So in addition to the ordinary means of being receptive to Christ in the Word read, preached and received in bread and wine, this is yet another way for us to be attentive to and present with Christ.
But maybe you’re like me and you're curious but skeptical. You feel good about the idea right now, but you know that right after you've walked out those doors your addiction to busyness is gonna take right back over and you'll be right back to being a zombie. Right back to being completely oblivious to Christ and his call. Fair enough. I’ve got that fear too. But unlike your Crossfit coach who told you that quitters never win, the best spiritual directors say that the cultivation of the inner life is much more characterized by a continual falling and failing than winning. You see, those most acquainted with contemplative prayer say that being attentive to Christ is much less a goal to be attained, much less a project to be completed, and more like a soft place to land when you fallen for the umpteenth time.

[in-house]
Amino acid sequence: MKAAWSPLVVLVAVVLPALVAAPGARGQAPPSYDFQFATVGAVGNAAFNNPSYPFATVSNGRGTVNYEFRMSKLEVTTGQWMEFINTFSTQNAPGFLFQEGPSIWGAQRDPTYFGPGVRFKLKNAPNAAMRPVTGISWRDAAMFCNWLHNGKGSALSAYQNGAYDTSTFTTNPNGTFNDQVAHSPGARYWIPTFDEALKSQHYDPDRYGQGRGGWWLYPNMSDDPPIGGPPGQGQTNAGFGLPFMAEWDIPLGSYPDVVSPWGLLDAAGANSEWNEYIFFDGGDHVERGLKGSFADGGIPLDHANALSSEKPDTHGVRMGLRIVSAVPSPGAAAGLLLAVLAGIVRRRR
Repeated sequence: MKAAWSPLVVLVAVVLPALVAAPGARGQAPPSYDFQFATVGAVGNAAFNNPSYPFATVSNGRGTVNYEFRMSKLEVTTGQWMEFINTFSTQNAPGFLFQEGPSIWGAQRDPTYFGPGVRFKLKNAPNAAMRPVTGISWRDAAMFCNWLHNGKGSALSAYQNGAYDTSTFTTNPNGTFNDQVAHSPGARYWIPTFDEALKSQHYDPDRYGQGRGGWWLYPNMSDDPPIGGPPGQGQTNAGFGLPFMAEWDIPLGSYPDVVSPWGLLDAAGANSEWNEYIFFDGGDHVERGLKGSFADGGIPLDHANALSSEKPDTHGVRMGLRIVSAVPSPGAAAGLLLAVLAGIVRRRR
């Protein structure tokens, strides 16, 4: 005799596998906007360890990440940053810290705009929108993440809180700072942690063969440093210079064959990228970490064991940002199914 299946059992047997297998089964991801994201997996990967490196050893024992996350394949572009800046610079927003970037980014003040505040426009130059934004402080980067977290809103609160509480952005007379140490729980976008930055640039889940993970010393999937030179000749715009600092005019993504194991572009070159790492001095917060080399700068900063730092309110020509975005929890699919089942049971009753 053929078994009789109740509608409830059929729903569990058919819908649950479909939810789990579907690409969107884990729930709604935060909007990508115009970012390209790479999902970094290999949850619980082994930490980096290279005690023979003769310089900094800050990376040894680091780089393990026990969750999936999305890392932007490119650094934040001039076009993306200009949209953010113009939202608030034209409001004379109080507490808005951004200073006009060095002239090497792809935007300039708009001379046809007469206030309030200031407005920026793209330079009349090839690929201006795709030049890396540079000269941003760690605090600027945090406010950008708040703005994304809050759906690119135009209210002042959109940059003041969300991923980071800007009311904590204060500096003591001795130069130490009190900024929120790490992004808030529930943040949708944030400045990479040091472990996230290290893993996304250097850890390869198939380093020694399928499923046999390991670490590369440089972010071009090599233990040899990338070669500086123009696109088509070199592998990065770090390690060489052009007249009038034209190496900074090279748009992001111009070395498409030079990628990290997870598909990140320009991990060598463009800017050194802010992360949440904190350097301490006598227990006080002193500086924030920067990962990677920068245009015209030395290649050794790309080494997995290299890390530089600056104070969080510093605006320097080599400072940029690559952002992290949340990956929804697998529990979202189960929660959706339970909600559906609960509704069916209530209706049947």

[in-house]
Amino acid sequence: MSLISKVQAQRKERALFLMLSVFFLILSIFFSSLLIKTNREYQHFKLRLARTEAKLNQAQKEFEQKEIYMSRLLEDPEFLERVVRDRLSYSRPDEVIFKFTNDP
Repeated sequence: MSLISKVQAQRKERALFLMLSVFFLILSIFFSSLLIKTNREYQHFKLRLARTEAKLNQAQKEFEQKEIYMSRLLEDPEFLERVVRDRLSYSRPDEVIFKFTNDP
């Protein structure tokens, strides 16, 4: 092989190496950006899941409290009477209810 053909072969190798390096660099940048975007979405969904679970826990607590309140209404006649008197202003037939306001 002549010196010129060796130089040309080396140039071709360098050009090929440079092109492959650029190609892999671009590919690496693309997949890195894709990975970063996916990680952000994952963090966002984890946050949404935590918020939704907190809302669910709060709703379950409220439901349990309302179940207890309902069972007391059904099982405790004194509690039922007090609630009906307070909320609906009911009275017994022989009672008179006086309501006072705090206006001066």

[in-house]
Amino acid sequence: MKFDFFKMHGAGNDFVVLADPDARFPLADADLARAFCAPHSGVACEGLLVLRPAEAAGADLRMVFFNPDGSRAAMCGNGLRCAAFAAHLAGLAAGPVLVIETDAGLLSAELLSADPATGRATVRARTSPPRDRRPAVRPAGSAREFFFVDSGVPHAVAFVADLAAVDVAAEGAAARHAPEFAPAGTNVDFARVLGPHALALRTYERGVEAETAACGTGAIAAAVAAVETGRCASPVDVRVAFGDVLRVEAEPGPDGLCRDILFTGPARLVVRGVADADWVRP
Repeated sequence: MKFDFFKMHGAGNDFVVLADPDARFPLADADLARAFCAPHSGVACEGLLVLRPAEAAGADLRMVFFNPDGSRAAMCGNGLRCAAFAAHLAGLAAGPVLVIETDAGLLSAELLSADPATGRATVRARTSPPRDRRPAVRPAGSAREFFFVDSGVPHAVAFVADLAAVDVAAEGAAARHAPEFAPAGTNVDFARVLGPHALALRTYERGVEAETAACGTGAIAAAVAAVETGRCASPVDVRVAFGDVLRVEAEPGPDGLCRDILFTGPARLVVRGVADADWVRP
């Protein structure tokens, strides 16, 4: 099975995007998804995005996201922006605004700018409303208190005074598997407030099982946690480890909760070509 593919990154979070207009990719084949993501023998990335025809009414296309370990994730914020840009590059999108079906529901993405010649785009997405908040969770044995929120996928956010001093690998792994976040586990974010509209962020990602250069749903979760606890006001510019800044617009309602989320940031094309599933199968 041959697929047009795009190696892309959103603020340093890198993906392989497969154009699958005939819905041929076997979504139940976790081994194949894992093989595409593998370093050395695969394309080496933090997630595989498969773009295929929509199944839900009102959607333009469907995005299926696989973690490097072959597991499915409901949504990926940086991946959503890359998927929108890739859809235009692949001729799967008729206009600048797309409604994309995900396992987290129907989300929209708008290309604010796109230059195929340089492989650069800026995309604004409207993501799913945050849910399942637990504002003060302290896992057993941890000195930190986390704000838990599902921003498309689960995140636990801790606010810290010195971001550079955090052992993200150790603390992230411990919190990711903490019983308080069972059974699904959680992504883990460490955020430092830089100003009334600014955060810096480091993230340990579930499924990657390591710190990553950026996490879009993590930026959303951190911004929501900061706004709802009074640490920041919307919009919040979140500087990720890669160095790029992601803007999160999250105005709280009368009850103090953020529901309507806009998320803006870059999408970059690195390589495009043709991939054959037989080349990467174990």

And isn't that just what's part of, or at least what leads to, the good news of the Gospel? That despite the fact that we will fall short in our attempts to be still and present with God there is nevertheless still “no condemnation for those who are in Christ Jesus.” That despite the fact that we continue to jump back onto the hamster wheel of our own busyness, we are still told time and time again, “Do not be afraid” for I am with you, and I will strengthen you, and I’ll even on occasion interrupt your frenzied life to make you alert and attentive to my unfailing love for you.
For ultimately that's what being present with Christ is really all about. It's about experiencing his relentless love. A love that heals and strengthens and will not let you go.
And so, may the same Lord who calls us to be ready for him make a way where there seems to be no way. May he break down our addiction to busyness and create in us an alertness to him, so that when he comes we won’t be caught unprepared but ready to receive him and all the love he has for us.
* Erick J. Thompson, Commentary on Luke 12:32-40.
**A saying by Brother David Steindle-Rast in a much publicized conversation with the poet David Whyte.
*** Audio to sermon on title hyperlink